Honda revealed its latest hybrid, an electrified version of the Honda CR-V, at the Shanghai Auto Show. But it's been surprisingly tightlipped about the vehicle. The only concrete details the company would reveal were the absolute basics about its powertrain. Instead of the standard CR-V's turbocharged 1.5-liter engine, it uses a naturally aspirated 2.0-liter Atkinson-cycle four-cylinder. It's connected to two electric motors and has lithium-ion batteries.

No ratings for power or torque are provided, and even the drive wheels aren't mentioned. MotorAuthority reports the powertrain is borrowed from the Honda Accord hybrid, which has the same displacement and configuration as what Honda describes. In the Accord, it makes 212 horsepower, and sends power to the front wheels via a CVT. If the CR-V hybrid has the same output, it will be the most powerful version of the compact crossover, since the most potent CR-V currently is the 190-horsepower turbo model.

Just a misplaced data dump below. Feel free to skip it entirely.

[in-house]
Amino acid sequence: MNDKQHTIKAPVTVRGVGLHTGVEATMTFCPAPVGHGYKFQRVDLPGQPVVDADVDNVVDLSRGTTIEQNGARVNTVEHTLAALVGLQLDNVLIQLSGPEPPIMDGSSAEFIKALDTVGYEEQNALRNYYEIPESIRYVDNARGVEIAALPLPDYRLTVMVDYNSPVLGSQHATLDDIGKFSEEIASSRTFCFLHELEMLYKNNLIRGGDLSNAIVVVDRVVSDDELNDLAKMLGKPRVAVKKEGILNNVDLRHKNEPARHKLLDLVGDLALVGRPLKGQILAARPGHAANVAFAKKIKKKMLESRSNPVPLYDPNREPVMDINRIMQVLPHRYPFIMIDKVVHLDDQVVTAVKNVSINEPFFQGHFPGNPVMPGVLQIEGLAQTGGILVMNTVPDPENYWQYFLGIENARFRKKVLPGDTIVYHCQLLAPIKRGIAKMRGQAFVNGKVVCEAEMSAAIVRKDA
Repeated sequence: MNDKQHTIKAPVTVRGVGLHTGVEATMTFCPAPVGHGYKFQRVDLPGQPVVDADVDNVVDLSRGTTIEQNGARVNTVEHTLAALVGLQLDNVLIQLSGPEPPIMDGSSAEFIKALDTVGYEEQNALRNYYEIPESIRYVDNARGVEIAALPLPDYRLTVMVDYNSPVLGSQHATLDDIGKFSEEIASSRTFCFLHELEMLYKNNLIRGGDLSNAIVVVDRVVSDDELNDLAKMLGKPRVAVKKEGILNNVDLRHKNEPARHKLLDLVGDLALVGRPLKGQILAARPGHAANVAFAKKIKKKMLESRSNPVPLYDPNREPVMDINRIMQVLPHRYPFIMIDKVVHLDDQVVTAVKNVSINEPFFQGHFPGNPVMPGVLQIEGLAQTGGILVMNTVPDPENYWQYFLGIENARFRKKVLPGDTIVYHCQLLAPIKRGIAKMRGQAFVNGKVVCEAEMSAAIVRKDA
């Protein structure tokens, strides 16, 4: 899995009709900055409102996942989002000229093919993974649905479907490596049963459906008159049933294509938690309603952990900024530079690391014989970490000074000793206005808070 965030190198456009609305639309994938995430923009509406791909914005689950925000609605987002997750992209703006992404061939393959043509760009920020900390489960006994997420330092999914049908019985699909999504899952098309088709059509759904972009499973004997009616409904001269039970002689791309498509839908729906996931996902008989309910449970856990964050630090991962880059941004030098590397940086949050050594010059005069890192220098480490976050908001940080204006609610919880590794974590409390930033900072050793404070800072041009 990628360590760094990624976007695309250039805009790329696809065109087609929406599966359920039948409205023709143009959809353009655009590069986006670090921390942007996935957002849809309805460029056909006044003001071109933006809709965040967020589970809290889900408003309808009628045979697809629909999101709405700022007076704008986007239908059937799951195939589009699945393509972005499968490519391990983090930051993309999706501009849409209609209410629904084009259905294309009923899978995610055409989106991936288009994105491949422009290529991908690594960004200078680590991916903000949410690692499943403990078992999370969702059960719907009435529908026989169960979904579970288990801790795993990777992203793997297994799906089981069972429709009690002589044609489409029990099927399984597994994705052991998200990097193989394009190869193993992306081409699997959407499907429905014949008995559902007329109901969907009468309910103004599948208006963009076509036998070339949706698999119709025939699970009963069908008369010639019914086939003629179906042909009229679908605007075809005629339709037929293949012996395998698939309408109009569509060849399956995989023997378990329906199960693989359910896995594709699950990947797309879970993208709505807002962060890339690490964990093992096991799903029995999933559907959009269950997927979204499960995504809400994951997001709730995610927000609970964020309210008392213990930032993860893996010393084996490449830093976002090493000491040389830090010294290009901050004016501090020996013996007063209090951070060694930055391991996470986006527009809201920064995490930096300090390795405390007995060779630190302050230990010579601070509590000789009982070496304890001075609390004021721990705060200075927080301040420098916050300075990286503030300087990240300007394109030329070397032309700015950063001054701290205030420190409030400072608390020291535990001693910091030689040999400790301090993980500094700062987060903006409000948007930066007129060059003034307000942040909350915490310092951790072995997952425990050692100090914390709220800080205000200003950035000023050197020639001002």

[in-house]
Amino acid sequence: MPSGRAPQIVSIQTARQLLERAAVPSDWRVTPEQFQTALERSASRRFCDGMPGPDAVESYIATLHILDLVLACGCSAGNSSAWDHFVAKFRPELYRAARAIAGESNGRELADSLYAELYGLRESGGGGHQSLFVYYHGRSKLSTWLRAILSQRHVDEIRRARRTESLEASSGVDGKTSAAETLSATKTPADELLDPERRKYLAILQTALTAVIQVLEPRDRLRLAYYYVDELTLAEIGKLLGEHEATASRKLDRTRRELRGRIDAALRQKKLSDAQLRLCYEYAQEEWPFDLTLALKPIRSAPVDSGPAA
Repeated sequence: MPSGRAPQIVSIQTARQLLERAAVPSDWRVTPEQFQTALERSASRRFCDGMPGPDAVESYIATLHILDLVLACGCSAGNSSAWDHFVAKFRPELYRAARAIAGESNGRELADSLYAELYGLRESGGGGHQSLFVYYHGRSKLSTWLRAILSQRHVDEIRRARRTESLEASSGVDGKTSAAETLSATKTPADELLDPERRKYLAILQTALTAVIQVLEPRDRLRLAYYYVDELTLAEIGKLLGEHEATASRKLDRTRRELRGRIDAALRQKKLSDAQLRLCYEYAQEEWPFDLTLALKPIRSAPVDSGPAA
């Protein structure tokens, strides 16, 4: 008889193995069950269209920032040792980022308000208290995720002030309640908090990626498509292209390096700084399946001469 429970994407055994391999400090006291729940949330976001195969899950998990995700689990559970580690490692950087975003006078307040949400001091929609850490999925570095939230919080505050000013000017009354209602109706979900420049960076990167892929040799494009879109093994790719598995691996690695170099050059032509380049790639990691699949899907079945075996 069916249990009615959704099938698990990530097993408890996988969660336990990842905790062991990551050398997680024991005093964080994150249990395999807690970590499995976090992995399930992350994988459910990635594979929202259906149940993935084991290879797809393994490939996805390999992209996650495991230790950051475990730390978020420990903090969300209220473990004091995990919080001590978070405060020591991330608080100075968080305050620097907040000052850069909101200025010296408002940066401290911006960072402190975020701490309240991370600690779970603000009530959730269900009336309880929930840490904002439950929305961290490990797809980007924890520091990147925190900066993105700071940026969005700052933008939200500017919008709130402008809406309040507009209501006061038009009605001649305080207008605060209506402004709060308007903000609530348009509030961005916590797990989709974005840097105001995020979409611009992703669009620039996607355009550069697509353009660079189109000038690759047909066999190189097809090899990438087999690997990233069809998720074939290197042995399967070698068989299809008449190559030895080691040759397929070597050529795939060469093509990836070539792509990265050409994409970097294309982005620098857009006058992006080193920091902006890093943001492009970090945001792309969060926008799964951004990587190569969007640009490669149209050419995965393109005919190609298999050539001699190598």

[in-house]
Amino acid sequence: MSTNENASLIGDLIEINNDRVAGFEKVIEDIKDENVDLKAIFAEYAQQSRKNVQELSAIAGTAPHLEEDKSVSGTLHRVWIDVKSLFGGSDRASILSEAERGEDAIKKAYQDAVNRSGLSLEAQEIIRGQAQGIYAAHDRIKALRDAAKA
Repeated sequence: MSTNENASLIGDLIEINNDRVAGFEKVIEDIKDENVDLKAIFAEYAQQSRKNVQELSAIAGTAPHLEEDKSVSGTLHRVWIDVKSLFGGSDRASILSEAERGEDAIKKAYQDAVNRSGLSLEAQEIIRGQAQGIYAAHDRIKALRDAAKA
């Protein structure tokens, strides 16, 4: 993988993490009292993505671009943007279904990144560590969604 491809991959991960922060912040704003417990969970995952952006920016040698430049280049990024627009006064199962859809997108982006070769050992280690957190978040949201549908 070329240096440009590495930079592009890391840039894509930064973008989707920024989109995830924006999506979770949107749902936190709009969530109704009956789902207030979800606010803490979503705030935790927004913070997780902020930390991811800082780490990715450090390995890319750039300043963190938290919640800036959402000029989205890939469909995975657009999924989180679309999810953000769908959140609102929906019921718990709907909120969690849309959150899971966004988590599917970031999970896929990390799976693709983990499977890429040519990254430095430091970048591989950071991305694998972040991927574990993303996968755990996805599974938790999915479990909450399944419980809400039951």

The Accord Hybrid manages EPA fuel economy numbers of 49 city and 47 highway. The Accord weighs around 3,400 pounds, while the CR-V weighs around 3,300 pounds. So it would be safe to bet a CR-V equipped with the same powertrain could have numbers close to those.

Honda has not announced availability for the CR-V Hybrid, but it does seem that it's coming to the US, eventually. A Honda representative sent us a statement that reiterated the company's plans to add hybrid versions of its light trucks. It also stated, "CR-V will logically be a part of that, and we'll announce timing for the US at a later date."

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